So let’s address that now, especially since our flagship interface is a native mobile app for bidding (we also have a web interface as well).

We often hear…

My guests are old and not tech-savvy; they won’t know how to use a native app.

Sure, the older population has had to step up and learn technology while the younger generation was born using it. But before you decide that your population can’t handle an app, consider these points:

  • Apps are often easier for non-tech savvy users to operate than a web page, especially those shrunk-down websites that are difficult to see and navigate.
  • Apps allow you to take advantage of the accessibility settings on the device. For example, Handbid’s native app reads a user’s device settings and will adjust the font size, contrast, and button formats based on what the user has put into their device preferences.
  • Most guests who won’t use an app won’t want to use the web on their phone either. Those non-techy guests are best off bidding from a tablet with the assistance of a bid helper. Handbid has an app for iPad that serves this purpose well.

What if the user can’t remember their password?

We all forget passwords from time to time, but thank goodness they are easy to recover. But recovery methods aside, this issue is more of a fear than a reality.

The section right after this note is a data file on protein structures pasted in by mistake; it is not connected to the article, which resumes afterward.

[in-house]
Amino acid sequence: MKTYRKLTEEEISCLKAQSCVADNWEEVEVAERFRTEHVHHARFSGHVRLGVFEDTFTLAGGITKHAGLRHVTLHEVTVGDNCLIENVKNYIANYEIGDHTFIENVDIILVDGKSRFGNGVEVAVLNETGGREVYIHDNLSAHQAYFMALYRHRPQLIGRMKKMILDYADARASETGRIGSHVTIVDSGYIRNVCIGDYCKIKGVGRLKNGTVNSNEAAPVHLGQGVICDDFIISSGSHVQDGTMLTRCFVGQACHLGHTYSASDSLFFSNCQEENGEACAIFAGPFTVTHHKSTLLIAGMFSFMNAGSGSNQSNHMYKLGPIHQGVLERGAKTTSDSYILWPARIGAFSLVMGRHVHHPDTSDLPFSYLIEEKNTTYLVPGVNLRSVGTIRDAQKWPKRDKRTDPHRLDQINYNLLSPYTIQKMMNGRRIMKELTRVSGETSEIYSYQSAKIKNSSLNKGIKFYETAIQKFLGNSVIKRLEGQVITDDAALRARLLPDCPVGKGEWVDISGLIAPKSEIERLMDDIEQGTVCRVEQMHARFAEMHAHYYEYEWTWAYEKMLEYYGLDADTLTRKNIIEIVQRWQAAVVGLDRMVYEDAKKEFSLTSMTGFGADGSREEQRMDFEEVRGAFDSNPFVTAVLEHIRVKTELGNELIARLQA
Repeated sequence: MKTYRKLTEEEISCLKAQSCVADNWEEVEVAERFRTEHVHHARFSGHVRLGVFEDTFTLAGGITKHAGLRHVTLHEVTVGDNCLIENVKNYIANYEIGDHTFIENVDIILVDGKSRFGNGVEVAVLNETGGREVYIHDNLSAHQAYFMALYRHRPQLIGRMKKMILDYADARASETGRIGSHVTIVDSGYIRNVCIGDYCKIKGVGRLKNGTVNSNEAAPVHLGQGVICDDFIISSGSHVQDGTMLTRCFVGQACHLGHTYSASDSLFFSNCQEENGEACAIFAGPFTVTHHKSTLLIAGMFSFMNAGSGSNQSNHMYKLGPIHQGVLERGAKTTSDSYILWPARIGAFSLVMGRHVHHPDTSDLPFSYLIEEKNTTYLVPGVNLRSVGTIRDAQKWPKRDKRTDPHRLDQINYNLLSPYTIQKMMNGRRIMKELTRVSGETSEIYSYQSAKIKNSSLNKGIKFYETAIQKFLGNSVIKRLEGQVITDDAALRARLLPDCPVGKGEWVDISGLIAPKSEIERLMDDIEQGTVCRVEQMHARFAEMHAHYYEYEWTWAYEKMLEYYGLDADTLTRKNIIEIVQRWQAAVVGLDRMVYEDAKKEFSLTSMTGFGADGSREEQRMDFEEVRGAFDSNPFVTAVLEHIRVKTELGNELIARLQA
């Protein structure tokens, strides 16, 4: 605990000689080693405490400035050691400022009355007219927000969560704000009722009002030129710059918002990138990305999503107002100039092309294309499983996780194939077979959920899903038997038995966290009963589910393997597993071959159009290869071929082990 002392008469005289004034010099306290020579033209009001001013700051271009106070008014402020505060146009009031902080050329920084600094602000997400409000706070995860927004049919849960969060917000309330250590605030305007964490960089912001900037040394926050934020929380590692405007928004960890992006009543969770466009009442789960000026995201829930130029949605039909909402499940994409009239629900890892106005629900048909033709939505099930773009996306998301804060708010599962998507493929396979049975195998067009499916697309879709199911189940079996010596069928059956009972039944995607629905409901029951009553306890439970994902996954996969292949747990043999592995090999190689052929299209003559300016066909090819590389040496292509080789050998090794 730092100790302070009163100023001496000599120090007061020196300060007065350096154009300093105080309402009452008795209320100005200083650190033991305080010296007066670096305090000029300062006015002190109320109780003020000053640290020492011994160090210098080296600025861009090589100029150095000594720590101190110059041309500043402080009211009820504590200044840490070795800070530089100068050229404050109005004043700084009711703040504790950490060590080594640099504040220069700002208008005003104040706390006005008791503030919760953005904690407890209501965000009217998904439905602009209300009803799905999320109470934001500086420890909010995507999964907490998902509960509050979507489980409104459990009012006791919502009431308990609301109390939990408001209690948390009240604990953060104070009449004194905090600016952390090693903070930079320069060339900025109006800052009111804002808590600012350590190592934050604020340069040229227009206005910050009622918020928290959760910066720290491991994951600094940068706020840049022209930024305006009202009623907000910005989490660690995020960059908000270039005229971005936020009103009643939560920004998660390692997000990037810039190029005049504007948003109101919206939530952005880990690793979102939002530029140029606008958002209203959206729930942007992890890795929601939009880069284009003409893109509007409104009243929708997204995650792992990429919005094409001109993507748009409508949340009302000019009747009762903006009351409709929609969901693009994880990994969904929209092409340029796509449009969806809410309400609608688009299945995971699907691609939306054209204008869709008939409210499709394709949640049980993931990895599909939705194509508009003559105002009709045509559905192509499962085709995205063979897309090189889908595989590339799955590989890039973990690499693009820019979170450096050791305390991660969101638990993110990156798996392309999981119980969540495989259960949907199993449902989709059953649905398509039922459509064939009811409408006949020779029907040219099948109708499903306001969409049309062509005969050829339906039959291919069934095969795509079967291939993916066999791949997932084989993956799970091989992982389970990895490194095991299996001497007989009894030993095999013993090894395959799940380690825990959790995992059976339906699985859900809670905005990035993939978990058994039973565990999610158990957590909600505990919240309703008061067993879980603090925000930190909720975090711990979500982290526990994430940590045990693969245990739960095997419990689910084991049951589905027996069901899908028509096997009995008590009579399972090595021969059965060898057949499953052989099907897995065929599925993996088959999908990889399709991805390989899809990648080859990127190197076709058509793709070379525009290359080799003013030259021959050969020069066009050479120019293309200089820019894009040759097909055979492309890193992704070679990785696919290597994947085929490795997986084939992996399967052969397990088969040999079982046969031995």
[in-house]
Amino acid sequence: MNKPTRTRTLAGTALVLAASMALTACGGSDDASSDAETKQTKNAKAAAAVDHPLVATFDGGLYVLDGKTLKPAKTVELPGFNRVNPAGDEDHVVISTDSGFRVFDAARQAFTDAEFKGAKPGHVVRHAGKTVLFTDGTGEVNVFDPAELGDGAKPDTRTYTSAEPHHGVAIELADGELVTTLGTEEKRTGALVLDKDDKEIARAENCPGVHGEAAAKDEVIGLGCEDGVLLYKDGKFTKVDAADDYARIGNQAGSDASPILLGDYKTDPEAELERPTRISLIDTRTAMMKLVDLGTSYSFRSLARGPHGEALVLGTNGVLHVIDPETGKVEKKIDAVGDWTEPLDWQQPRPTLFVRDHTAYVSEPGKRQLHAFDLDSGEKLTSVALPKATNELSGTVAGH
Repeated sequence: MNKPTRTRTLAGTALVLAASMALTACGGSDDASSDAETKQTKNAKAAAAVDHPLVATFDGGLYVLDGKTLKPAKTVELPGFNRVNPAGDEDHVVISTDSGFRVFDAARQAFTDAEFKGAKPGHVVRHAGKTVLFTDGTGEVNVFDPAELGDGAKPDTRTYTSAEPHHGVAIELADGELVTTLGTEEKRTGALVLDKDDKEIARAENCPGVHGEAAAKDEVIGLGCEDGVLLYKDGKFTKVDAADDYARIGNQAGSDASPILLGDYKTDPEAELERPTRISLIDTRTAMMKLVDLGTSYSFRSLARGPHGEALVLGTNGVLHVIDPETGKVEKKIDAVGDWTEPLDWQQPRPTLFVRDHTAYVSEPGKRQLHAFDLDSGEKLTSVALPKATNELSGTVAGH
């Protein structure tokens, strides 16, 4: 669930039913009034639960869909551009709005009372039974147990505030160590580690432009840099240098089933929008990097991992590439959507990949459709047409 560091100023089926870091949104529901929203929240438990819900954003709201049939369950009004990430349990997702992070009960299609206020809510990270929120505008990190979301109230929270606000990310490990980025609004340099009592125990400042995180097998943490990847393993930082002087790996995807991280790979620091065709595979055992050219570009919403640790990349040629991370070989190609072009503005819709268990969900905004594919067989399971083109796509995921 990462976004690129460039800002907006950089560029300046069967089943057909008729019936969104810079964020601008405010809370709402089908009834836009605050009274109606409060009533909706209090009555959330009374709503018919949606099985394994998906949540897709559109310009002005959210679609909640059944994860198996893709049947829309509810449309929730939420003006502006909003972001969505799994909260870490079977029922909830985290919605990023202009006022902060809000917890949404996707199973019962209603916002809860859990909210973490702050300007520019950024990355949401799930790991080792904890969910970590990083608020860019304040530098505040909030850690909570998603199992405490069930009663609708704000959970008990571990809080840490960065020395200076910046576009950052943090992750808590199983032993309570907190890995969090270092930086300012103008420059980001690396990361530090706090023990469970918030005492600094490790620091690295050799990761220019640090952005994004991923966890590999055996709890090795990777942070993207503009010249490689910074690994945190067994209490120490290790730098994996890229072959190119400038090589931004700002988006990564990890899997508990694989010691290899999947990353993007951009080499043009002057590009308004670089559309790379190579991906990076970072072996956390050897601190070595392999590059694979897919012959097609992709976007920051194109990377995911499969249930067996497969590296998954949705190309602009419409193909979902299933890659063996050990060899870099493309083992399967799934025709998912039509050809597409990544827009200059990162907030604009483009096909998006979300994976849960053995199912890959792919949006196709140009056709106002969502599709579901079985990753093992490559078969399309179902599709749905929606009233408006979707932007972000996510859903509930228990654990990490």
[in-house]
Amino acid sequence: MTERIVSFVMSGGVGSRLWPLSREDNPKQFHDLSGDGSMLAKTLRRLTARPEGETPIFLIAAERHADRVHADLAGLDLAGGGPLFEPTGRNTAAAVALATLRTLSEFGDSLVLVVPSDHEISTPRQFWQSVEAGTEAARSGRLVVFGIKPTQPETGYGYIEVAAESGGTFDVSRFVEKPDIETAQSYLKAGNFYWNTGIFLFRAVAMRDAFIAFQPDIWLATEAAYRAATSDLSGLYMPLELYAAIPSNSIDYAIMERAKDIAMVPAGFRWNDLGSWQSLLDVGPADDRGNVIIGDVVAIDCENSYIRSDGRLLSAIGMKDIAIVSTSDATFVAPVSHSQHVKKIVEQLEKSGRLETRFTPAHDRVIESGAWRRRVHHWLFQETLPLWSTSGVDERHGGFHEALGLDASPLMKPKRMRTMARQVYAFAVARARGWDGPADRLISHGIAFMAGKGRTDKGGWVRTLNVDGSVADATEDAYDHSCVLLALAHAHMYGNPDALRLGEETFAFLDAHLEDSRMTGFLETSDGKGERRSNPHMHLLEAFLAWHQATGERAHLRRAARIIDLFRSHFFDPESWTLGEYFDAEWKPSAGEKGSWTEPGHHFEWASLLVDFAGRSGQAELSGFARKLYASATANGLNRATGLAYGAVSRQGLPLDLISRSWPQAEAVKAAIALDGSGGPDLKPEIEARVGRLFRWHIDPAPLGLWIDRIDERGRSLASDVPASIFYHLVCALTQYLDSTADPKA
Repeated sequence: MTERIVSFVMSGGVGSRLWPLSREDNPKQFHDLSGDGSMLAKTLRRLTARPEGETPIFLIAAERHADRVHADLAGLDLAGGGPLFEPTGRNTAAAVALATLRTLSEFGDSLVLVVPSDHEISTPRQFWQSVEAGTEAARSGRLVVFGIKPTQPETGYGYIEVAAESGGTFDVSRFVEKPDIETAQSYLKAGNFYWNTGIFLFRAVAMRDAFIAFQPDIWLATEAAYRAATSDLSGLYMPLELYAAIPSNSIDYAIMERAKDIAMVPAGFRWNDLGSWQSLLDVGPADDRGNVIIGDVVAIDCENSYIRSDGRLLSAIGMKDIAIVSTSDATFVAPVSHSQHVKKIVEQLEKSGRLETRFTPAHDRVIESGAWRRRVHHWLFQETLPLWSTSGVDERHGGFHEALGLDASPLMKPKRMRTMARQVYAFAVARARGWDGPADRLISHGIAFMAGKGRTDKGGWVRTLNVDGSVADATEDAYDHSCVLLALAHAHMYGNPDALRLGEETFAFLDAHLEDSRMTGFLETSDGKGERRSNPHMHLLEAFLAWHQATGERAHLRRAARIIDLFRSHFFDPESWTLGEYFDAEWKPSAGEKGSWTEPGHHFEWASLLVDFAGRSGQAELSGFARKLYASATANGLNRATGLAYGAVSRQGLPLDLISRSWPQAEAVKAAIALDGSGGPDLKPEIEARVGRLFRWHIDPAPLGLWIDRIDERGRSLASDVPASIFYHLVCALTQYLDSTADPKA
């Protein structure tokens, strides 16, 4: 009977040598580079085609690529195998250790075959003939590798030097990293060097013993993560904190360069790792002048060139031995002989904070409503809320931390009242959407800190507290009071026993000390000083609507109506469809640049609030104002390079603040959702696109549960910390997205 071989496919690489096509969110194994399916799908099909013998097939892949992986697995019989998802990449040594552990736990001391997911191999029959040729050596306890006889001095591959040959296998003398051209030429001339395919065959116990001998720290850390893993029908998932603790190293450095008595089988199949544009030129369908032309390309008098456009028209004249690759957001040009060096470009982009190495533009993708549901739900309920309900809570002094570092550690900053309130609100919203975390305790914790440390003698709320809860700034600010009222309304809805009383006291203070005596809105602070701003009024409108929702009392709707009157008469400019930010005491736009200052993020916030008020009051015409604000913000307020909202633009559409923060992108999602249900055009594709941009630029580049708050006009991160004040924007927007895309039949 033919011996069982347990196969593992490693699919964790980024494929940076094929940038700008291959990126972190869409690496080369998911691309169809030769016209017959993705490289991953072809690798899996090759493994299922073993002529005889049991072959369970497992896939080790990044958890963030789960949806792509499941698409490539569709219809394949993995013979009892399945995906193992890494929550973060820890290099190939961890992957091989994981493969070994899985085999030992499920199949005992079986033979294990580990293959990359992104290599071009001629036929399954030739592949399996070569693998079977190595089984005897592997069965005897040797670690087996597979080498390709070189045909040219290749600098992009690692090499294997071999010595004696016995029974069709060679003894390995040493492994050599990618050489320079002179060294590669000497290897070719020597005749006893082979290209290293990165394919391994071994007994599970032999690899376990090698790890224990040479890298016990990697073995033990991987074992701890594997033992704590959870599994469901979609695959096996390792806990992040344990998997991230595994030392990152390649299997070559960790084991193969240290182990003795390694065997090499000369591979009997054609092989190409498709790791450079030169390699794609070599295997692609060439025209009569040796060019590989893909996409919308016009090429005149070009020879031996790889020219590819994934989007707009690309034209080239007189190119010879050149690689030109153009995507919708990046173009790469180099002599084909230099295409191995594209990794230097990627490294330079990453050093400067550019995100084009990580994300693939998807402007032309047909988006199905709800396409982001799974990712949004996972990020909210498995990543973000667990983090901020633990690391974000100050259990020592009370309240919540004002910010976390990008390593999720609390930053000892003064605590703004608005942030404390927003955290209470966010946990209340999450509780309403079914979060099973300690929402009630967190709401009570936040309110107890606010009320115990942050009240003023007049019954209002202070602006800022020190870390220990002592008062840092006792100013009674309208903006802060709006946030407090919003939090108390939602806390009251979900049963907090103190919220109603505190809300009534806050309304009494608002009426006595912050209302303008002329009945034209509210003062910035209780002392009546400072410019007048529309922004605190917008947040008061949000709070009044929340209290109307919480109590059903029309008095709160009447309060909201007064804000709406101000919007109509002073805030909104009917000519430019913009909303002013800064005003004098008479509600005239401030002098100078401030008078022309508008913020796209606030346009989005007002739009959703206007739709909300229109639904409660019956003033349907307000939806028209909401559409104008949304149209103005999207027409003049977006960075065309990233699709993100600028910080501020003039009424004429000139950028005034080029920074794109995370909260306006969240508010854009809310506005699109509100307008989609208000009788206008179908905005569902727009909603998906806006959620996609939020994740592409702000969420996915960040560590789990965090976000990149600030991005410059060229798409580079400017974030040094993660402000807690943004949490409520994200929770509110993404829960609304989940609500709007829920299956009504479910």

Having helped thousands of bidders setup Handbid on their phones, we have seen this issue largely disappear. Years ago, it was the guest calling their son or daughter to get the iTunes password. Today? These guests are downloading apps with a fingerprint or a quick look at their face (thanks Apple).

Happy senior woman using app on a cell phone

My guests won’t download an app
Our first question when we hear this often is, “how do you know?” This may sound presumptuous, but we think we know the answer. The answer is an overwhelming “yes; they will.” We go to a lot of events, and we have had thousands of conversations with thousands of bidders. Based on that experience, what we can tell you is that 99% of the time, your guests will follow whatever instructions you give them.

For those that are not sure how to follow those steps, they often will hand you their phone to get them set up (so have a few high school or college age kids around that are app installation experts).